Looking back over the centuries at the history of maple syrup makes us truly appreciate this sweet gift the Native Americans shared with the European settlers! They showed us the secrets of making pure maple syrup that we still use it today! Join us for a peek into maple syrup history.
Who discovered the sweet secret hidden within the veins of maple trees? Who first honed the skills of harvesting maple syrup? Who passed on this ancient secret and shared it with us?
The history of maple syrup's first discovery fades far into the past of native North America and is clouded in sweet mystery. Each Indian tribe had their own name for it. "'Sinzibuckwud’ is the Algonquin name for maple syrup, which means "drawn from the wood".
Having walked through our own maple bush in very early spring, I have plucked icicles hanging from a branches of maple trees, and enjoyed their sweetness. I'm sure the indigenous people did the same.
Delving into the history of maple syrup, we find that long before they traded furs for the newcomers' white sugar, the North American Indians had learned to harvest the sap of maple trees. They even valued maple water. It was for them a curative, a sweet, strengthening tonic for the body at the end of winter. They boiled the sap down to create the syrup and further processed it to create long lasting maple sugar.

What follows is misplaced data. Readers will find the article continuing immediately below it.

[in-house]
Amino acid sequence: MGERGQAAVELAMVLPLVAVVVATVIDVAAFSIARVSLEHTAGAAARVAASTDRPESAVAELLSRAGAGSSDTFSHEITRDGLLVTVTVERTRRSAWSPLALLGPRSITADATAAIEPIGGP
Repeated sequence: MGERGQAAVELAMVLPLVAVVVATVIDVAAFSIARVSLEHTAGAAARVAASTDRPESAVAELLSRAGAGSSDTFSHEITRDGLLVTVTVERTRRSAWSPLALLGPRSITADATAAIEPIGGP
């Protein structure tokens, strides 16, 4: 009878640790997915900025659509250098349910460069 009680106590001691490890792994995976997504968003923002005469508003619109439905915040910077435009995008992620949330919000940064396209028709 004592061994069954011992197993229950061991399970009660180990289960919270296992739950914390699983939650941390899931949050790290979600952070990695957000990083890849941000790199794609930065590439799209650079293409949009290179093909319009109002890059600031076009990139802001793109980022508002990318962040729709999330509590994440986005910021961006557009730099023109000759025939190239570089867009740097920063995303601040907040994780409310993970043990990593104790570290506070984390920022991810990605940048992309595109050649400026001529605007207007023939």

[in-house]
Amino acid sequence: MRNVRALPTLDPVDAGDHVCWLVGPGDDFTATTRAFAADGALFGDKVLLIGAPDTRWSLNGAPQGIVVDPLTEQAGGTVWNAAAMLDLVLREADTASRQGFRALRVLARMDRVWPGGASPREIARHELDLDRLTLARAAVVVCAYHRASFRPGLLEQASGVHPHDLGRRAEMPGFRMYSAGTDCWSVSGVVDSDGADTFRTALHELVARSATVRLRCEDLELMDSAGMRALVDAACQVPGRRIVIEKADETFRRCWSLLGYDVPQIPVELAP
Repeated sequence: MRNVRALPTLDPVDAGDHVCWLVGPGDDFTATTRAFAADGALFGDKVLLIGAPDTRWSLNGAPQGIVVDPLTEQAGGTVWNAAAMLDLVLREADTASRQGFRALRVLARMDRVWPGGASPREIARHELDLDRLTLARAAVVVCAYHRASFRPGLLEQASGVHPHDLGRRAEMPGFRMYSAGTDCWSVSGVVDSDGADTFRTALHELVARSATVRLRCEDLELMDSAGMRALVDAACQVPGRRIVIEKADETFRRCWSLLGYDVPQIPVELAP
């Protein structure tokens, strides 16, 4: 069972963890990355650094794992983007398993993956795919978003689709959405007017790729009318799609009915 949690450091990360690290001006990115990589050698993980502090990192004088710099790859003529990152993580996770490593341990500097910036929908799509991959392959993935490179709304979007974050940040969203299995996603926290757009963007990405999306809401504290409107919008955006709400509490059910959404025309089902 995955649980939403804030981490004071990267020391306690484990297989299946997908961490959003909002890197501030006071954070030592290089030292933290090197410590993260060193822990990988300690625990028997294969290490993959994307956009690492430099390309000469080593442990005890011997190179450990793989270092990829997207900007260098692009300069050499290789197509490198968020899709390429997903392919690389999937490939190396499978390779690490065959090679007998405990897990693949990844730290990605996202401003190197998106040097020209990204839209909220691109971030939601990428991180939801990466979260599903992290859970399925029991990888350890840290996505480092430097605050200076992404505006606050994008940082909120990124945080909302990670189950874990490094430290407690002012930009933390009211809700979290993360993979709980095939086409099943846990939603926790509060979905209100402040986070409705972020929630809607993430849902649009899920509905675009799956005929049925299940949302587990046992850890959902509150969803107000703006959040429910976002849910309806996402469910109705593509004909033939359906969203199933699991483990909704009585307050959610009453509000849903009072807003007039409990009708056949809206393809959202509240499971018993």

There are a few different legends about this sugary maple sap, with its sweet, woody flavor, being discovered, processed, and enjoyed by the Indians.
Each spring, Indigenous communities would move from their winter hunting grounds into the sugar bush. There they began the sugar making process. They made V-shaped incisions into the sugar maple trees, inserting hand-carved, concave pieces of bark, wood, or reeds to the incisions, and collected the flowing sap.
Aboriginal tribes celebrated rituals around making maple syrup and sugar at the time of the Sugar Maple Moon, the first full moon of spring, with a Maple Dance. Dave Lane, of Saint Mary's University in Halifax explains: "The Mi'kmaw people have named all the moons around the year based on what's happening in nature. And one of the moons this time of year is the Maple Moon. That's when the sugar maple trees start to produce sap."
They knew the best maple trees for syrup. The evaporated maple sap, which we'd call maple syrup, became a tradition which was passed from generation to generation, and as the Maple Moon rose each Spring, the harvest of the maple trees sap would begin. Deliciously fragrant steam would fill the air as it boiled.